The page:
“One day you will want to say, this is actually the right thing to do. And when you turn around, they are following you. I just want you ready for every single moment of leadership that comes your way.”

As I sat fascinated by the courageous stories of powerful women, I kept thinking, “huh, that sure wasn’t on their life map.” For most of these speakers, they weren’t out looking for opportunities to lead. They didn’t have a five-year plan to get onto TED. They found themselves in situations that ignited their passion wars, accidents, loss, violation of human rights. Their life got disrupted. They took action. They began to lead. Most of these women don’t fit the image of a traditional leader. I doubt most were in anyone’s “binders of women” or succession list. And yet, when they started doing the right thing, people followed.

Why Prepare?

So often, I hear people say. “Oh, I am not a leader.” That may work fine in most circumstances. The world needs great followers. But what happens when your passion erupts, and everyone is looking at you. You must prepare to be a leader because someday…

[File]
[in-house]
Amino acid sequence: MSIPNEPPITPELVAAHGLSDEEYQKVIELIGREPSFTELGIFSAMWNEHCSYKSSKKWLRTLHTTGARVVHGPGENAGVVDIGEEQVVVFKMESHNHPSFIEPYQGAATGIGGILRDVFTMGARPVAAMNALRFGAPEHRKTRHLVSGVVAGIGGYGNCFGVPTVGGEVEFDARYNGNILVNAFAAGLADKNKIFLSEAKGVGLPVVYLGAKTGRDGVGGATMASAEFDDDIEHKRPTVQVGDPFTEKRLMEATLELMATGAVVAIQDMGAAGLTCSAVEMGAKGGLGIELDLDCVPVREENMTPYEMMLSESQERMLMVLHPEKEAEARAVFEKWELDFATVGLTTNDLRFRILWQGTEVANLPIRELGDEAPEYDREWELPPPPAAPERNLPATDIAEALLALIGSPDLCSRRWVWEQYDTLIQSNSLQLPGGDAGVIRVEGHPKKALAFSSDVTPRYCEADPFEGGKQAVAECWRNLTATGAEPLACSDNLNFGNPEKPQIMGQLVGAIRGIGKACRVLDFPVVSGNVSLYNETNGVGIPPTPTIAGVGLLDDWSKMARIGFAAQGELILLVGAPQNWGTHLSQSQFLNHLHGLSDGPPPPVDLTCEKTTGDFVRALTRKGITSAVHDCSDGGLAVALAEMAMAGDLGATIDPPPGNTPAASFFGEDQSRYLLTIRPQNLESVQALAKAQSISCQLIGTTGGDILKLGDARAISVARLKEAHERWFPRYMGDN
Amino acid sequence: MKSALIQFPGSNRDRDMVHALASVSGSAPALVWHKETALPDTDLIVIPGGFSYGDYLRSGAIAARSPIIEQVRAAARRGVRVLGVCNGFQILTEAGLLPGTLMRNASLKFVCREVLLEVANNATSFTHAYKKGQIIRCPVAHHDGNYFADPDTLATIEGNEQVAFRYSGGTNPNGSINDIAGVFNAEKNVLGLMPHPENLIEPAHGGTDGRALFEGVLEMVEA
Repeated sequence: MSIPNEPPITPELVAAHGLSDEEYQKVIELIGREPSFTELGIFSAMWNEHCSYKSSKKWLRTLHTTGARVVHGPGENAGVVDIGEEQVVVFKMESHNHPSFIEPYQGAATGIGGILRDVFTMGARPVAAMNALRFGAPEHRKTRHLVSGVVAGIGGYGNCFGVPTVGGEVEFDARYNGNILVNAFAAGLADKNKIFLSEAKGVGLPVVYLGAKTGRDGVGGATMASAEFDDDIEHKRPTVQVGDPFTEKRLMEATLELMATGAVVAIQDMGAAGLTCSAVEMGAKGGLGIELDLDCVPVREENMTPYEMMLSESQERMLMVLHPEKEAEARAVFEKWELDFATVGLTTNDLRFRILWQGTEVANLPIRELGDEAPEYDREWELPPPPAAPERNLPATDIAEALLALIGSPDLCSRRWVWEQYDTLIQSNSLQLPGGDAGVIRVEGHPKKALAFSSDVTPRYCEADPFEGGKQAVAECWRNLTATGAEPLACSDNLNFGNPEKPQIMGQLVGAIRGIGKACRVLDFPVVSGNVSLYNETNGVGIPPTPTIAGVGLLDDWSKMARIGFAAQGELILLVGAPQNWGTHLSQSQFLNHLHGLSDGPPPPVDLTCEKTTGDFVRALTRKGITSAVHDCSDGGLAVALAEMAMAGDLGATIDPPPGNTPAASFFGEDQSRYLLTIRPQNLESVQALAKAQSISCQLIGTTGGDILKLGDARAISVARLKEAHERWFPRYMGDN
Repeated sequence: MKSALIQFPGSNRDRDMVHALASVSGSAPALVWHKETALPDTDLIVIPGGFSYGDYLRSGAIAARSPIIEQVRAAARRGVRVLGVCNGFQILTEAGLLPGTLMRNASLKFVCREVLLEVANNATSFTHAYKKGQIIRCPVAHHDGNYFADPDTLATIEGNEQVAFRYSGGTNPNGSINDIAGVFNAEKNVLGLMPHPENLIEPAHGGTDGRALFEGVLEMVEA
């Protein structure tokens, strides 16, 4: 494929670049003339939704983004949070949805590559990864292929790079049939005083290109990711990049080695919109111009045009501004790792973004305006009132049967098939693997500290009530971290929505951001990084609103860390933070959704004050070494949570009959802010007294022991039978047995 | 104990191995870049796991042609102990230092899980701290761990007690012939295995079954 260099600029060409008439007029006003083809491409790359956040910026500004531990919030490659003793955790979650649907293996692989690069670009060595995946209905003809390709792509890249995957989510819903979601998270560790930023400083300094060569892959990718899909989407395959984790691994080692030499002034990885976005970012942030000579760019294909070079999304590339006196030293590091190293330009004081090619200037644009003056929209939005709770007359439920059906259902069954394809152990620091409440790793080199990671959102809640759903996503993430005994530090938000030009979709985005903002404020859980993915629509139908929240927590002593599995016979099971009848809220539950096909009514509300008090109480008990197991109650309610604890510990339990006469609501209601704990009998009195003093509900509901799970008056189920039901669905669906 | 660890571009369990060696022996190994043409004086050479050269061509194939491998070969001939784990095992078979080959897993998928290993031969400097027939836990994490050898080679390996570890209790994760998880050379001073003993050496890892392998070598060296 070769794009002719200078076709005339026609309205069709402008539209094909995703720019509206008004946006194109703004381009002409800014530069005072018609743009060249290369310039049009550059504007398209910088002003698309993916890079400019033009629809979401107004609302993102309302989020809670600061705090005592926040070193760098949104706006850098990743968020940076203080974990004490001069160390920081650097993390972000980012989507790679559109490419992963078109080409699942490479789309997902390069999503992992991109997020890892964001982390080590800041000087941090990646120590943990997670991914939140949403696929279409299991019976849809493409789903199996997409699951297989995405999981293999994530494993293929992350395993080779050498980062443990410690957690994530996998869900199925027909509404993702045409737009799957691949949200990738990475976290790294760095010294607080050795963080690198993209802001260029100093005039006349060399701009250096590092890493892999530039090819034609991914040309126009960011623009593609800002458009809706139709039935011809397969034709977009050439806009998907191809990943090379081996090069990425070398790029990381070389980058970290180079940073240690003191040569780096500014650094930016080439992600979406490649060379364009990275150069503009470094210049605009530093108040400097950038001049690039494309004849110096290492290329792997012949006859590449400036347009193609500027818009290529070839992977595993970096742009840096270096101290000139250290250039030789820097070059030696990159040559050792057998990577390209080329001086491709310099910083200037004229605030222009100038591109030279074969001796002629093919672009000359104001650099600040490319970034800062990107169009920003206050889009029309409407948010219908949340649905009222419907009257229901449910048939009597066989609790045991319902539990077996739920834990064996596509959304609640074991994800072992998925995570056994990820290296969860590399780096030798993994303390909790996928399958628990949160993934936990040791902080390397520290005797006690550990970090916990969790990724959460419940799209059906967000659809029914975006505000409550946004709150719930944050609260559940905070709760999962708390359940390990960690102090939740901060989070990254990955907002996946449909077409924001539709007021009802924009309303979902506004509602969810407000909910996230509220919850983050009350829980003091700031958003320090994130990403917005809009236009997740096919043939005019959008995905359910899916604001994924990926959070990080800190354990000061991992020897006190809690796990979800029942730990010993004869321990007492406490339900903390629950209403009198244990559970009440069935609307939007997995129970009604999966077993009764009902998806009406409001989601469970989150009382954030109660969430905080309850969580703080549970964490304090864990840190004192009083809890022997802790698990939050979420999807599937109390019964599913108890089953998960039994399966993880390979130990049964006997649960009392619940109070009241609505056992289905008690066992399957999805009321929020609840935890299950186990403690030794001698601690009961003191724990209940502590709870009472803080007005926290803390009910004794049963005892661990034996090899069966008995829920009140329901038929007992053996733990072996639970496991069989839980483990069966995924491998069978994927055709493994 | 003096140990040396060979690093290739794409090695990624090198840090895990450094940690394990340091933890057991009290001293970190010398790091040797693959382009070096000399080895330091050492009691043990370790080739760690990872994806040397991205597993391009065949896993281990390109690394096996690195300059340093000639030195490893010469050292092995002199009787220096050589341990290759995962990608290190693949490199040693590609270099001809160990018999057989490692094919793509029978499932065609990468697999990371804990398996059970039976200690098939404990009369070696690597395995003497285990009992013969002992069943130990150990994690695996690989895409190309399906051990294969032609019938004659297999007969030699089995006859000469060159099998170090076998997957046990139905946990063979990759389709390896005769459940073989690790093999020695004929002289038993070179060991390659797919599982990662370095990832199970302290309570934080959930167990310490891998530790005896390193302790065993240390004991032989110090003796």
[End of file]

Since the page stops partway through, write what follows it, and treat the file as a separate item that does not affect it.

• Life will bring you a disruption you can’t ignore
  • You will need to take a stand
  • Your heart won’t be able to turn away
  • No one else will care as much as you
  • Your passion will trump that voice in your head that says, “I am not a leader”

How to Prepare to Lead

Charlotte Beers shared her stories of why preparation matters, in her talk on the Space Between EQ and IQ. She also offers 3 vital skills everyone should cultivate to prepare for the toughest scenes in life. Personal Clarity: Getting underneath the personal traits and experiences driving your behavior Memorability: Honing your communication with a keen focus on the listener, “it’s not what you say, it’s what they hear” Persuasiveness: Harnessing your passion to attract others to follow I connected with Charlotte to ask for her advice. “What advice do you have for persuading reluctant leaders that they should and can prepare to lead?” Her answer…

When you want to lead in a crisis..you can’t UNLESS you’ve been practicing stepping out to lead on many small things. Watch who you are in those moments and rehearse saying it with clarity, memorably and persuasively. You’ll blow it sometime. So what, it’s only work.

In today’s connected world, I am not sure “if leaders are born or made” is the relevant question. We can all have a platform. The bigger question is, will be ready to use it?

On Anger: Techniques for Managing Emotions at Work

I run, I do yoga, I reflect, I write and sometimes I get angry.